B-Note on LA Building Sells at 80% of Face

An investment group last week purchased a $15 million B-note on a major Los Angeles office building for about 80 cents on the dollar.

A partnership between Lane Capital and FBE Limited, both of New York, bought the floating-rate note from an unidentified seller after weeks of haggling over the price and speed of execution. They ultimately struck a deal after the Lane-FBE team committed to completing its purchase in a matter of days.

The note is backed by 6300 Wilshire Boulevard, a 388,000-square-foot office building in the “Miracle Mile” submarket of Los Angeles. The B-note was originated in 2006 as part of a $104.5 million debt package that Wachovia wrote to finance Legacy Partners' $133 million acquisition of the 21-story building. Legacy bought the property from Tishman Speyer that year through an investment vehicle called Legacy Partners Realty Fund 2.

The property's debt was made up of $60 million of securitized loans, $29.5 million of mezzanine debt — split between a senior and junior tranche — and the B-note that the Lane-FBE group just bought.

Lane and its partner could find itself in an advantageous position to put up more capital and take control of the property if the borrower, Legacy, comes under increased stress and defaults. But either way, Alan Leavitt, who runs Lane, sees his investment producing a sufficient return.

Leavitt said he viewed the 6300 Wilshire deal as a rare opportunity because the discounted price his joint venture is paying for the note is favorable enough to make its return attractive, regardless of whether the property later changes hands. “The CMBS world is not ready to sell whole loans at a discount sufficient to get them moving,” said Leavitt, who co-founded New York investment firm Rossrock, where he was acquisition chief.

Leavitt and a group of his staffers left Rossrock before the September 2008 launch of a fund-raising campaign that attracted $500 million of equity for Lane's distressed-debt fund. Lane, however, made last week's B-note purchase through its joint venture with FBE, not through the fund.

On the surface, the debt, or at least the senior mortgage, on 6300 Wilshire looks stable. Legacy is current on its securitized obligation, according to Wachovia's October servicer report, and the B-note is performing. Wachovia is both master and special servicer on the loan.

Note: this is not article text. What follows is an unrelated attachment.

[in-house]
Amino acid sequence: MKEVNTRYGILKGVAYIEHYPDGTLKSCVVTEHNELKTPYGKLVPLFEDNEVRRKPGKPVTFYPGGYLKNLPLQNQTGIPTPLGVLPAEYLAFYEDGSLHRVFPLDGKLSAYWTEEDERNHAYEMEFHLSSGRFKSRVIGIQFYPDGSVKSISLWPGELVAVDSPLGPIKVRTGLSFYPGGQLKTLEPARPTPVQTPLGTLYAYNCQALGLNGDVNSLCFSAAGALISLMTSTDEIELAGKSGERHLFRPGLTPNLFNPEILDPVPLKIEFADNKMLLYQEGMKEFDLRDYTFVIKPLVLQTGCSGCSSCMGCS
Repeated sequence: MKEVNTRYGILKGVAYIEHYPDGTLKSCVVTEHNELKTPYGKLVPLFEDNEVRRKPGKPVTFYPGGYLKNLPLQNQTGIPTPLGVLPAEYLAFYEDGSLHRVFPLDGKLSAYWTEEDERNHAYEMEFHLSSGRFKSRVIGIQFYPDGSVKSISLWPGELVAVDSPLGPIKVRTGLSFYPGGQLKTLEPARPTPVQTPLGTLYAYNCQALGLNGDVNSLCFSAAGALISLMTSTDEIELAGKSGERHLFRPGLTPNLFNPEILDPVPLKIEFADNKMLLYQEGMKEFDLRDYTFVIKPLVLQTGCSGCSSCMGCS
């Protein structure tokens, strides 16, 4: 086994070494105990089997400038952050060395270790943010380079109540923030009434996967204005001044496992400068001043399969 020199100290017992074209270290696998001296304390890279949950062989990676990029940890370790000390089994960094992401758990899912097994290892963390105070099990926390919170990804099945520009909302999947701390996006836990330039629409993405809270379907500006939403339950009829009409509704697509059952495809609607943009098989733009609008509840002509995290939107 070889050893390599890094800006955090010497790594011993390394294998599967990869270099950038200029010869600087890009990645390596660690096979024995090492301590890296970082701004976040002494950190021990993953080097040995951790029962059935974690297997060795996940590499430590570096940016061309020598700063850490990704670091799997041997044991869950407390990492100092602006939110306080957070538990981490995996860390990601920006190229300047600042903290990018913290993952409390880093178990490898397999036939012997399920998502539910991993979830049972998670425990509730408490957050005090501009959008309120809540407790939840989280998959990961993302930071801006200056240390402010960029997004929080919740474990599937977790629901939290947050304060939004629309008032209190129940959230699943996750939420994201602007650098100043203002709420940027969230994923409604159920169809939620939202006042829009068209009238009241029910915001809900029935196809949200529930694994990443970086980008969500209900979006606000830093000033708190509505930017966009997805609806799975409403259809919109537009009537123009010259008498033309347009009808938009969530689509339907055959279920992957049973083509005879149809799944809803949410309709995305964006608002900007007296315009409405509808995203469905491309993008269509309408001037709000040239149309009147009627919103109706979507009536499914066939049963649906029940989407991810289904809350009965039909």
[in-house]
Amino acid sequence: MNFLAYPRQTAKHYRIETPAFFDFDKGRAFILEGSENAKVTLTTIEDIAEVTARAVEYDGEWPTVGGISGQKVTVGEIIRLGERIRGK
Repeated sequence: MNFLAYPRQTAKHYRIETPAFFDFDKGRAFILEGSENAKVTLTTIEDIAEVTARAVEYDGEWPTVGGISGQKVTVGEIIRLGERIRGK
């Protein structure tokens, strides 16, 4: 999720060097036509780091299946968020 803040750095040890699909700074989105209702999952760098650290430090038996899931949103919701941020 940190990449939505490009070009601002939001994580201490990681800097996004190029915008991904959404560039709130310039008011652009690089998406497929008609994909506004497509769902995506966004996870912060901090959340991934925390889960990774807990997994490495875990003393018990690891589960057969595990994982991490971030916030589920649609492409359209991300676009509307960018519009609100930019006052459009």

But a closer look at the credit package raises red flags. In May, the senior debt moved onto the servicer's watch list due to what was then viewed as the possibility of default when the credit was due to mature in August. But Legacy exercised the first of its two one-year extension options. The second extension, which is apparently now under consideration, would stretch the life of the loan to August 2011.

After this year's extension, the loan was taken off the watch list. But the possibility of a maturity default still exists for 6300 Wilshire, as is the case for countless other properties that traded at the height of the commercial real estate market. Those properties are now thought to be worth considerably less than the debt that encumbers them.

Leavitt pegged the current market value of the property at $80 million to $100 million. If his estimates are correct, the two mezzanine positions, which total $29.5 million, would be completely underwater.

That could leave the B-note holder in a favorable position to take control of whatever equity interest remains in the property, if the borrower is unable to refinance the existing loan at the final maturity date. In a foreclosure situation, the thinking is that Lane-FBE would already hold $15 million of debt, which it bought at a 20% discount. In that case, the B-note could represent a significant percentage of the property's fallen value, which would give the holder an advantage over other possible bidders.

Wachovia securitized the senior debt on 6300 Wilshire in its $3.2 billion issue (Wachovia Bank Commercial Mortgage Trust, 2006-Whale 7).

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